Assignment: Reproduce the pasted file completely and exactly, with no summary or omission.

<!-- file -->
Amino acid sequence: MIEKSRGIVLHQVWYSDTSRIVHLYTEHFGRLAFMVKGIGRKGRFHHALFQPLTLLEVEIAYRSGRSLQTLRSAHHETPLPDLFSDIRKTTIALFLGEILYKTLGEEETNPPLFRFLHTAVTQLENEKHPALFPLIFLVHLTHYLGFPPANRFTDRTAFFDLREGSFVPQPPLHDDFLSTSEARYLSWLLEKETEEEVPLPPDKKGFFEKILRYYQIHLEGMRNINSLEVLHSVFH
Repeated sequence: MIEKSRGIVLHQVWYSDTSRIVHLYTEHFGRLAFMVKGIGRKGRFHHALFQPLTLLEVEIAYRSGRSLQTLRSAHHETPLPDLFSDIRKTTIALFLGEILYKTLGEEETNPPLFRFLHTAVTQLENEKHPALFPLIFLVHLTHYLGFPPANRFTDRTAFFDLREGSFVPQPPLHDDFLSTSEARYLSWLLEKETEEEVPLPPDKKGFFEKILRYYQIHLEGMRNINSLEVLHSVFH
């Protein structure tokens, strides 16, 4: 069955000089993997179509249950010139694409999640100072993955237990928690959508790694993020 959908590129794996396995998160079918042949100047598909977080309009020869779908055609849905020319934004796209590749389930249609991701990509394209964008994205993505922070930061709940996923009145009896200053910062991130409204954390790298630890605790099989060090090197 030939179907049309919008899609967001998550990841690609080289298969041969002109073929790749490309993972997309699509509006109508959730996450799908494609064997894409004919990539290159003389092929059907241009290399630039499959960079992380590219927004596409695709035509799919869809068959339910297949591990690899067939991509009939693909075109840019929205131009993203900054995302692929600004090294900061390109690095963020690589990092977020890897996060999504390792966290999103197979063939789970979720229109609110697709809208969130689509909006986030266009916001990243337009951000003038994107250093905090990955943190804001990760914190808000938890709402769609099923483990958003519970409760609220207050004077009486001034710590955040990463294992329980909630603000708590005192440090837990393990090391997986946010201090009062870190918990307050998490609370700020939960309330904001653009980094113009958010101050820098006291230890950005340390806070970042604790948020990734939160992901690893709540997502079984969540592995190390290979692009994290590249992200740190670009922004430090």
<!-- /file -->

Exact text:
Amino acid sequence: MIEKSRGIVLHQVWYSDTSRIVHLYTEHFGRLAFMVKGIGRKGRFHHALFQPLTLLEVEIAYRSGRSLQTLRSAHHETPLPDLFSDIRKTTIALFLGEILYKTLGEEETNPPLFRFLHTAVTQLENEKHPALFPLIFLVHLTHYLGFPPANRFTDRTAFFDLREGSFVPQPPLHDDFLSTSEARYLSWLLEKETEEEVPLPPDKKGFFEKILRYYQIHLEGMRNINSLEVLHSVFH
Repeated sequence: MIEKSRGIVLHQVWYSDTSRIVHLYTEHFGRLAFMVKGIGRKGRFHHALFQPLTLLEVEIAYRSGRSLQTLRSAHHETPLPDLFSDIRKTTIALFLGEILYKTLGEEETNPPLFRFLHTAVTQLENEKHPALFPLIFLVHLTHYLGFPPANRFTDRTAFFDLREGSFVPQPPLHDDFLSTSEARYLSWLLEKETEEEVPLPPDKKGFFEKILRYYQIHLEGMRNINSLEVLHSVFH
């Protein structure tokens, strides 16, 4: 069955000089993997179509249950010139694409999640100072993955237990928690959508790694993020 959908590129794996396995998160079918042949100047598909977080309009020869779908055609849905020319934004796209590749389930249609991701990509394209964008994205993505922070930061709940996923009145009896200053910062991130409204954390790298630890605790099989060090090197 030939179907049309919008899609967001998550990841690609080289298969041969002109073929790749490309993972997309699509509006109508959730996450799908494609064997894409004919990539290159003389092929059907241009290399630039499959960079992380590219927004596409695709035509799919869809068959339910297949591990690899067939991509009939693909075109840019929205131009993203900054995302692929600004090294900061390109690095963020690589990092977020890897996060999504390792966290999103197979063939789970979720229109609110697709809208969130689509909006986030266009916001990243337009951000003038994107250093905090990955943190804001990760914190808000938890709402769609099923483990958003519970409760609220207050004077009486001034710590955040990463294992329980909630603000708590005192440090837990393990090391997986946010201090009062870190918990307050998490609370700020939960309330904001653009980094113009958010101050820098006291230890950005340390806070970042604790948020990734939160992901690893709540997502079984969540592995190390290979692009994290590249992200740190670009922004430090």